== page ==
3rd June 2021
When parties consider doing business together, a multitude of enquiries, discussions and negotiations take place before any deal is done. Marketing campaigns and promotional offers and communications have often been undertaken and information has been displayed online prior to the contemplation of any particular enquiries or leads. As part of the entire pre-contract process, myriad representations are made, many of which could give rise to liability.
However, the law of misrepresentation is not straightforward – it comprises elements of common law, equity and statute ; it includes characteristics of both contract law and tort; and it is developing all the time.
To avoid inadvertently leaving your business open to legal challenge, therefore, it is important for any business to keep up to date with the law of misrepresentation, and to understand what remedies might flow when a misrepresentation occurs.
A misrepresentation is:
By way of example, consider the following real-life scenario. A patient required cosmetic surgery after being involved in a serious accident. Having read a manufacturer’s brochure given to her by her doctor, the patient decided to go ahead with treatment involving a cosmetic product described in that brochure. The brochure stated that the product, which would be administered by injection, included only the patient’s own skin cells. That was not true – the product also included some foetal calf serum (“FCS”). Post-treatment, the patient (a vegan) discovered that the product had contained FCS. The manufacturer had made an express written representation. The doctor had made an implied representation that the brochure was correct by handing it over without a disclaimer. The patient could therefore sue either or both the manufacturer and the doctor in misrepresentation.
Another very common real-life occurrence of misrepresentation is where replies are given to enquiries in a conveyancing transaction, but they are not then updated when circumstances change prior to completion.
The fact that ‘awareness’ of a representation is an essential pre-requisite of a misrepresentation claim has, for some time, been the subject of debate. The 2021 case of Leeds City Council & Ors v Barclays Bank plc  has now clarified that representee claimants must be able to prove their awareness of the representation having been made (that is, the representation had to have been actively present in their mind) at the point of being induced to enter the contract. Importantly, the case confirmed that it is not sufficient to rely on an assumption about the representation in question, to found a claim.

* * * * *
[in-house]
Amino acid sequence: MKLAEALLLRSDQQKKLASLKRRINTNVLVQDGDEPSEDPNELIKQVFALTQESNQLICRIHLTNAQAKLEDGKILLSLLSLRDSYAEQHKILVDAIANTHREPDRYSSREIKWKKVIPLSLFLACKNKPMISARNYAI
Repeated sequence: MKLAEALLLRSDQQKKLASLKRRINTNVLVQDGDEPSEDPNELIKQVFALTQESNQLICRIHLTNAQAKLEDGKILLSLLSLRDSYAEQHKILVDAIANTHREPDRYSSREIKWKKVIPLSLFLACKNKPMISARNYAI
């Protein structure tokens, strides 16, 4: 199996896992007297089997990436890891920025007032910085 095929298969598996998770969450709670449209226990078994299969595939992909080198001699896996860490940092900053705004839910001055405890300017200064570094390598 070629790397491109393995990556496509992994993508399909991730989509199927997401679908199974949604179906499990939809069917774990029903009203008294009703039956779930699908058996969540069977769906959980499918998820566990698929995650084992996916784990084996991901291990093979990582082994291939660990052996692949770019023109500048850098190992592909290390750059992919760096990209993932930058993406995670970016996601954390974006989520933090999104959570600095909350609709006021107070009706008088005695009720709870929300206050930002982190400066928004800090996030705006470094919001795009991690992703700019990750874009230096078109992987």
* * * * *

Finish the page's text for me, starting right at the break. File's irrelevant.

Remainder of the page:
There are three different types of misrepresentation, each giving rise to different remedies for the party who has suffered loss. Fraudulent misrepresentation; negligent misrepresentation; and innocent misrepresentation:
The recent case of Glossop Cartons and Print Ltd v Contact (Print & Packaging) Ltd & Ors  has confirmed that calculation of loss for fraudulent misrepresentation requires the court to ascertain the actual value of assets purchased at the relevant date and to deduct that figure from the price paid. Any subjective commercial judgments (or misjudgements!) made by the purchaser are irrelevant and should not be taken into account. That means that, unusually within commercial law, a fraudulent misrepresentation claimant can be compensated for making a bad bargain.
When it comes to misrepresentation liability, there are a number of practical points and best-practice tips of which all businesses should be aware.
For further advice, assistance and/or staff training on misrepresentation, and/or for tailored advice upon contractual protections such as exclusion, non-reliance or entire agreement provisions, please do not hesitate to contact Gwendoline Davies, Nick Lees, Nick McQueen or any member of Walker Morris’ Commercial Dispute Resolution team.
 the Misrepresentation Act 1967 (MA)
  EWHC 363 (Comm). The case arose from the LIBOR rigging scandal. The claimants alleged that the bank had made implied fraudulent representations that LIBOR was set honestly and properly and that the bank had not engaged, and had no intention of engaging, in improper conduct in connection with LIBOR. The High Court concluded that, to say that key people within the claimant assumed that LIBOR would be set in a straightforward and proper manner was simply not enough. The representation in question had to be actively present in the claimant’s mind in order for it to be relied upon at the point of the claimant being induced to enter the contract.
  EWCA Civ 639
 with the caveat that liability cannot be excluded for fraudulent misrepresentation